AN: Well, hi. For the last time, I guess. So this is officially the SECOND story I have ever finished. Crazy stuff, right? And while we're on that subject, the prequel-sort of sequel (that's what I'm calling it now) to Any Time at All will come out sometime this upcoming week. So there's that for me. And for you guys, if you've read that story. What else did I have to say…oh! I was thinking about how this story was written throughout the course of my entire freshman year. Isn't that funny? I started it one of the last HOT days in the fall, and I ended it the first HOT day this spring (it was 83 degrees over here in Chicago today). As per usual, I won't have an ending comment, because I want you to get the last words. They've been carefully planned since Day 1.
Before you guys read, I just want to say thank you. For putting up with my constant hating on John, for dealing with my more neurotic moments, for still following this story even through the rather long breaks I took between chapters in the end. Your reviews have literally made my days at various points, and that means the world to me (and the people who have to deal with me daily, trust me). And on that note…here is the last chapter of I'm A Loser.
For me, goodbyes have never been easy.
I think that all stems back to my brother, Henry. I was in first grade, just seven years old, and the details of that week are sharper than any other memory I have. Henry was a year older than me. He was brave, protective, and the kind of funny that the adults just eat up. He loved me more than anything, I realize that now more than I did then. Me and Henry, we never fought. We hung out like we were best friends. When I got things and he didn't, he never complained, and when I forced myself upon his little group of friends, he never said a word. My mother always said that Henry was taken from us because he was too perfect, too good for the world. She said that he already had life figured out, so God chose to end his life, knowing it was more fulfilled than anyone else's. In a few years, my mother would lose that tremendous faith, instead blaming God on her more drunken nights.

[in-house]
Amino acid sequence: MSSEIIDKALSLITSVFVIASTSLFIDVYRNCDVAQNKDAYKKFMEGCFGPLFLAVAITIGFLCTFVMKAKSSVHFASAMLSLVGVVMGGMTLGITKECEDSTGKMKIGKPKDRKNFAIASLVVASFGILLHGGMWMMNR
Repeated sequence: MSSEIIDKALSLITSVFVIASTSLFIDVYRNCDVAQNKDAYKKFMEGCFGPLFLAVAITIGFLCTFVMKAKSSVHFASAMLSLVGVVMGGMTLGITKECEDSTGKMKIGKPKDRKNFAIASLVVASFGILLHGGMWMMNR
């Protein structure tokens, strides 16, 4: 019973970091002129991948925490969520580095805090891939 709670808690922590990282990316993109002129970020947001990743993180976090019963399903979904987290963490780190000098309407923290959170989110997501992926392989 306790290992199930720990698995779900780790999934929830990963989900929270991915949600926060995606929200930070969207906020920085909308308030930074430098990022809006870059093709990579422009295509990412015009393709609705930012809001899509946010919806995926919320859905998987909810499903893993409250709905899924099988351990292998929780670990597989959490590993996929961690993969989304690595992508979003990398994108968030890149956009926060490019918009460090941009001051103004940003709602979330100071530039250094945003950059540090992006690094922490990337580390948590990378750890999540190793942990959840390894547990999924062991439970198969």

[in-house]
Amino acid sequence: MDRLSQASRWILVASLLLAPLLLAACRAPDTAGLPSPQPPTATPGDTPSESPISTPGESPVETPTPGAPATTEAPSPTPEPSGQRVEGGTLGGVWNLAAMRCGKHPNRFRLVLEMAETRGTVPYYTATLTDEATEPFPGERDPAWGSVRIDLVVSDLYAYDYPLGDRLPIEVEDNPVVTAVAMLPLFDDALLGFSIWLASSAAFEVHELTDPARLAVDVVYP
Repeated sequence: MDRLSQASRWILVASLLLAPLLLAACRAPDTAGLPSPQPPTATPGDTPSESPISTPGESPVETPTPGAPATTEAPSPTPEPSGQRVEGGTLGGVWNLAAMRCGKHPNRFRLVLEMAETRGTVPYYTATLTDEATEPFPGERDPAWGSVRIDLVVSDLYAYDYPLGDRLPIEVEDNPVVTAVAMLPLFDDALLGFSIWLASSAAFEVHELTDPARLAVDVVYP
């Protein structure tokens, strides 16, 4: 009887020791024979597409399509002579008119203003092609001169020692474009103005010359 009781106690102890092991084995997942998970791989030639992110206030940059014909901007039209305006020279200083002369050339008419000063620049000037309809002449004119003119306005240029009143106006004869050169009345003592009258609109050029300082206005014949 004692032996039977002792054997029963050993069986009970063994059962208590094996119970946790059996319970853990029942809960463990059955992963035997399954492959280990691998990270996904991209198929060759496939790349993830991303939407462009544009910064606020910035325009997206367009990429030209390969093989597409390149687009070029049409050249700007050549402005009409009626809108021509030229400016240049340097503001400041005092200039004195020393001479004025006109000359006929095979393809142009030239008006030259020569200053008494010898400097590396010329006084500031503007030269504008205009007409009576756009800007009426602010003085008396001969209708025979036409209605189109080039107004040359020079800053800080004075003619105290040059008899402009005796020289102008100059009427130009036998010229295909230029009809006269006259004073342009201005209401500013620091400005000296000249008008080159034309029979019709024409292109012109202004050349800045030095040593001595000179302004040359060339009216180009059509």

Henry's one weakness was his allergies. As much as we knew he could handle himself, everyone always had to work hard to keep him from wandering too far from the house. We didn't want to lose our little, precious gift, and in the end it was out of our hands. The beehive that roosted just under our front porch wasn't visible to people above five feet, and none of us kids wanted to go near it. Henry was always the brave one. Always adventurous. Always naïve about the things he could and couldn't do.
I never got to say goodbye to him. I was upstairs, recovering from a tantrum and having just turned down Henry's offers to go outside and play. It was then that I heard the screams, the blare of the ambulance, my mother's muffled sobs. And before I could register it, he was gone. Later that week, at the wake, I looked down on his face and I saw the same old features that I always saw: short, curly black hair; pert little nose; scarlet lips; ears that stuck out a little too far. I didn't say anything, my entire day weighing down upon me as I stared at him. All I could think about was how lifeless he looked. I couldn't think of what to say, so I turned and ran out of that place, crying my eyes out.
It only registered to me later that the perfect thing to say would have been goodbye. The one thing I could never say.
So, when I left for America, I couldn't face John. I didn't know what to say to him, other than what I already had. I was confident that I still loved him, wary on the fact that I might never love another more. But I knew that he couldn't feel for me how I might eventually feel for him, so I didn't try and change him again.